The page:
2. Materials and Methods

2.1. Materials

The rice husk was obtained from Euro rice mills in Mwea, Kirinyaga County – Kenya. Sodium hydroxide and glacial acetic acid were prepared from Merck Chemical Co. (Darmstadt, Germany). Nitric acid, Ethanol and methanol were provided from the local market. Monochloroacetic acid (MCA) was purchased from Daejung Co. (South Korea) and an RM 240 microwave with a maximum power output of 700 watts was used in the synthesis process.

2.2. Methods

2.2.1. Extraction of Cellulose
About 5.00g of rice husk was weight in 250mL Erlenmeyer flask and 100mL of 80% glacial acetic acid, 10mL of 70% nitric acid was added. The flask was covered using aluminium foil and heated in an oven at 120°C for 20 minutes. The sample mixture was allowed to cool and 60mL of distilled water was added, the mixture was filtered and washed with distilled water and 95% ethanol. The residue was dried in an oven at 60°C for 19hrs. (Brendel et al., 2010)
The extract yield of cellulose was calculated using the formula below
2.2.2. Synthesis of Carboxymethylcellulose (CMC)
The synthesis of carboxymethylcellulose (CMC) involves two stages: alkalization and carboxymethylation (etherification). About 5.00g of the extracted cellulose was added to 100mL of distilled water in a 250mL Erlenmeyer flask. Then 10mL of 30% of sodium hydroxide solution was added dropwise. The alkalization process was carried out for 1hr at 25°C on a fitted shaker. Then 5.00g of monochloroacetic acid were added to the mixture and heated in a microwave at the power of 6 for 2 minutes, the mixture was filtered. Neutralization obtained residue by soaking with 100mL of methanol for 24hrs, then the mixture was neutralized using glacial acetic acid. The mixture was filtered again and the residue was dried in an oven at 60°C.
The yield of carboxymethylcellulose was calculated using the formula,
2.2.3. Synthesis of Superabsorbent Hydrogel
About 2.00g of Carboxymethylcellulose (DS-0.79) was dissolved in distilled water by stirring at room temperature using a magnetic stirrer for 24 hrs, after obtaining a solution, a variable amount of 1, 2-ethanediol was added as the cross-linker. The solution was heated in a microwave at various power outputs and time. To remove the unreacted chemicals, the contents were washed several times with distilled water until the hydrogel was perfectly transparent. It was then dried in an oven at 45°C until it maintains a constant weight.
2.2.4. Swelling Ratio
The equilibrium swelling capacity was measured by weighing the sample before and after immersion in distilled water for 24hrs followed by removal of the excess water on the surface with a syringe and filter paper. The swelling ratio is obtained using the following equation:
Where mt is the initial weight and mo is the final mass of the hydrogel.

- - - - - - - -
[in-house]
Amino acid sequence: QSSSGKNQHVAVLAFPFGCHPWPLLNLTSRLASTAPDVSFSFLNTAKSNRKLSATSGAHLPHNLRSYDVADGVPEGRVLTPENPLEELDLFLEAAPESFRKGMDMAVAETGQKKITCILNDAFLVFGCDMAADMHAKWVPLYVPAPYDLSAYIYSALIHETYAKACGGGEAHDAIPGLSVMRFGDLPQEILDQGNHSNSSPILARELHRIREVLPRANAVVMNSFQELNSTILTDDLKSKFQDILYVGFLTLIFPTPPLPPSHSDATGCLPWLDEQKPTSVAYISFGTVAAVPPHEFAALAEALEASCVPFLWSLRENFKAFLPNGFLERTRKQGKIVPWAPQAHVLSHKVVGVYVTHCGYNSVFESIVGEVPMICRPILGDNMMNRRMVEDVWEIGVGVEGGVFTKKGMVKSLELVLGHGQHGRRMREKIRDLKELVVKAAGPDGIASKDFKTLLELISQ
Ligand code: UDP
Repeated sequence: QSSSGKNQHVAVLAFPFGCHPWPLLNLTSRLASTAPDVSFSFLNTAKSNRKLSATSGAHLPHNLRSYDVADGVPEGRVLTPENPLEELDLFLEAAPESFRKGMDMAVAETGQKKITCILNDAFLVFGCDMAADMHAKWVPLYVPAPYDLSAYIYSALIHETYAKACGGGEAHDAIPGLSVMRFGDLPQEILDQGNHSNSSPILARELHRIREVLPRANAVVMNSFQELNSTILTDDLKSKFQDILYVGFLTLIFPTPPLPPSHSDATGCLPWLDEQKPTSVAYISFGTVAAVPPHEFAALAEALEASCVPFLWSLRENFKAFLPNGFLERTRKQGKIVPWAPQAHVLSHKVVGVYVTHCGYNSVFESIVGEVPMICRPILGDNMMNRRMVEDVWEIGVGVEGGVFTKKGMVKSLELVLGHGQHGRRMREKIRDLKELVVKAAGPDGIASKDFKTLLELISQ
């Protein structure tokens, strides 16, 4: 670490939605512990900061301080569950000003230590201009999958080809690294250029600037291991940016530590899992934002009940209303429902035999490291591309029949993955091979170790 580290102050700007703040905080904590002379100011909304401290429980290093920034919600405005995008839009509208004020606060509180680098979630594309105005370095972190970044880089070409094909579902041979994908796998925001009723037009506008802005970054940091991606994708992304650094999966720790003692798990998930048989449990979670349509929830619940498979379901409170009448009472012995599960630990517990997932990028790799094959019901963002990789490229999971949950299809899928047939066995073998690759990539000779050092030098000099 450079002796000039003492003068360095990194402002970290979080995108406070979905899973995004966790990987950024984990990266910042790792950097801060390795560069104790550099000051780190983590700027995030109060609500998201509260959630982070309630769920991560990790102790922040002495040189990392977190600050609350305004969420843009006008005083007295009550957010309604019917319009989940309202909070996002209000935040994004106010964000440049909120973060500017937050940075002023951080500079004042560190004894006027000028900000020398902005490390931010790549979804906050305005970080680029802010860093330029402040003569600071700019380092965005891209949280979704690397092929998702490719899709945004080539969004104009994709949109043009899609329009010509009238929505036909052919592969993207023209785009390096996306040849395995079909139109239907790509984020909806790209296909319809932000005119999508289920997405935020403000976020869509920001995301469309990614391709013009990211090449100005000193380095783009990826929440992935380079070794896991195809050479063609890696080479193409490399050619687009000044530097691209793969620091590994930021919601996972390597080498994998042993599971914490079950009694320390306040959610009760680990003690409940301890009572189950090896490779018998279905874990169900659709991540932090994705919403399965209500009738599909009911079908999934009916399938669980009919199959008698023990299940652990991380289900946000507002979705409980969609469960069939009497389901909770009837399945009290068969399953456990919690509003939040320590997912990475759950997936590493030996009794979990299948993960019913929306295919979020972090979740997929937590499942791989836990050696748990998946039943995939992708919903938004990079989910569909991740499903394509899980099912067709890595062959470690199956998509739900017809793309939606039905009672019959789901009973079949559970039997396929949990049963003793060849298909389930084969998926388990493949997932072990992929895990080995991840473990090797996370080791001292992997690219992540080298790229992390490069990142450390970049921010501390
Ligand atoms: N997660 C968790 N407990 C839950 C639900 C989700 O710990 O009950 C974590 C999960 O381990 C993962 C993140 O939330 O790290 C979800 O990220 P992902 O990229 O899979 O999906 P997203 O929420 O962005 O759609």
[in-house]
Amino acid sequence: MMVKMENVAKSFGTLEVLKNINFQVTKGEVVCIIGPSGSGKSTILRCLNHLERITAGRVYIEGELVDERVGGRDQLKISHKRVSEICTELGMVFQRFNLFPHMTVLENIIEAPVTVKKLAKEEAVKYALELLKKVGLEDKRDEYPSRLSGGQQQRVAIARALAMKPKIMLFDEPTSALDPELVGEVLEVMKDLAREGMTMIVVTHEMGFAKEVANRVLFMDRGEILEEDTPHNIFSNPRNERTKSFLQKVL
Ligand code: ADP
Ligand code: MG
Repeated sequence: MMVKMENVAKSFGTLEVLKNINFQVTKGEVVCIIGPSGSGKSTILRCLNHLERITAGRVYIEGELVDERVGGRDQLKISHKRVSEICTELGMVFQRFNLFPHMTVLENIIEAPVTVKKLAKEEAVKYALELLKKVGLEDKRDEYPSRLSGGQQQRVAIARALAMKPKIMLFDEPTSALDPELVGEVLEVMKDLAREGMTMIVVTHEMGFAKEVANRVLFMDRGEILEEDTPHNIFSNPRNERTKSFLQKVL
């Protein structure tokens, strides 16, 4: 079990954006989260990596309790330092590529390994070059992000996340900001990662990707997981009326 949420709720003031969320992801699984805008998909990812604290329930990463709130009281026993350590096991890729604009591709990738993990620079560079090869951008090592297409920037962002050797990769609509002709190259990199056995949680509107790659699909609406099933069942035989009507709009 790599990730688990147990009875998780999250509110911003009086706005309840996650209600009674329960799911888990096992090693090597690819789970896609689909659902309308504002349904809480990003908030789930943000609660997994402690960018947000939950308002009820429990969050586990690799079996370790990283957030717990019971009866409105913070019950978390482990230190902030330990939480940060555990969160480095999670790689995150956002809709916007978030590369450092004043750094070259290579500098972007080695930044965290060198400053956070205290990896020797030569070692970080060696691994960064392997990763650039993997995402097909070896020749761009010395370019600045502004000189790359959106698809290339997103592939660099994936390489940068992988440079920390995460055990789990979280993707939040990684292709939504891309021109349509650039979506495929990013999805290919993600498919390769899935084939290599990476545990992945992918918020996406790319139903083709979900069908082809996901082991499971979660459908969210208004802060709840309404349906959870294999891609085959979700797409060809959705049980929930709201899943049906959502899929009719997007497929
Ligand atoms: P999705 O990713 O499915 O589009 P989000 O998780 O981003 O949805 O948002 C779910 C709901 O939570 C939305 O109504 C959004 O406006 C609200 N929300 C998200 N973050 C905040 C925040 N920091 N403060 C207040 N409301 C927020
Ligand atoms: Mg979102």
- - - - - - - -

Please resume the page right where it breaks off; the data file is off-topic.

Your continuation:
2.3. Characterization

2.3.1. Fourier Transform Infrared (FTIR)
The Functional groups of the carboxymethylcellulose and superabsorbent hydrogel were investigated using infrared spectroscopy spectrum (Shimadzu IR Tracer -100). Pellets were made from CMC and SAH using KBr. Absorbance levels were measured for wavenumbers of 3800-400 cm-1 respectively.
2.3.2. X-ray Diffraction (XRD)
The X-ray diffraction patterns of the carboxymethylcellulose and superabsorbent hydrogel were recorded on a D2 PHASER Bruker AXS X-ray diffractometer. The powder samples were dried in a hot air oven at 105°C for 3 h before testing. The scattering angle (2θ) ranged from 10 to 60° at a scan rate of 5°/min.
Plate 1. The synthesized superabsorbent hydrogel (SAH)

3. Results and Discussions

3.1. Cellulose FTIR

FTIR spectroscopic investigations gave different absorption bands which are characteristics for cellulose (Figure 3). The broad band at 3432.39 cm-1 is characteristic of the OH-stretching vibration it gives good information about the hydrogen bonds formation, intramolecular and intermolecular hydrogen bond (Wingerson and Richard, 2002). The band at 2924.13 cm-1 represents the C–H stretching vibration. The absorption band at 1631.81 cm-1 is assigned to absorbed water. In addition, the absorption band at 1383 cm-1, represents the symmetric CH2 bending vibration. The hemicellulose and lignin peak at 1508 cm-1 and 1459 cm-1 (which were observed in figure 2) fully disappeared after extraction (figure 3) implying that cellulose has been isolated. The absorption band at 1104.55 cm-1, represents the C–O–C stretching at β-(1-4)-glycosidic linkages (Kondo, 1997).
Figure 2. FTIR of rice husk before extraction
Figure 3. FTIR of extracted cellulose from rice husk

3.2. FTIR of CMC

The IR spectra of the CMC sample prepared to show the typical absorptions of the cellulose backbone as well as the presence of the carboxymethyl group (figure 4). The broad absorption band at 3337 cm-1 is due to the stretching frequency of the –OH group as well as intramolecular and intermolecular hydrogen bonds. The band at 2948 cm-1 is assigned to CH2 stretching vibration (Viera et al., 2007). The new and strong absorption band at 1593 cm-1 confirms the presence of COO- group. The bands around 1459 cm-1 are assigned to –CH2 scissoring and –OH bending vibration (Yeasmin and Mondal, 2015). The band at 1086 cm-1 is due to CH–O–CH2 stretching vibration. The bands at around 650-750 cm-1 is due to the deformation vibration of hydrogen bonds. Based on the spectra, it is believed that the cellulose has undergone carboxymethylation.
Figure 4. FTIR of Carboxymethylcellulose

3.3. Cellulose-Based Hydrogel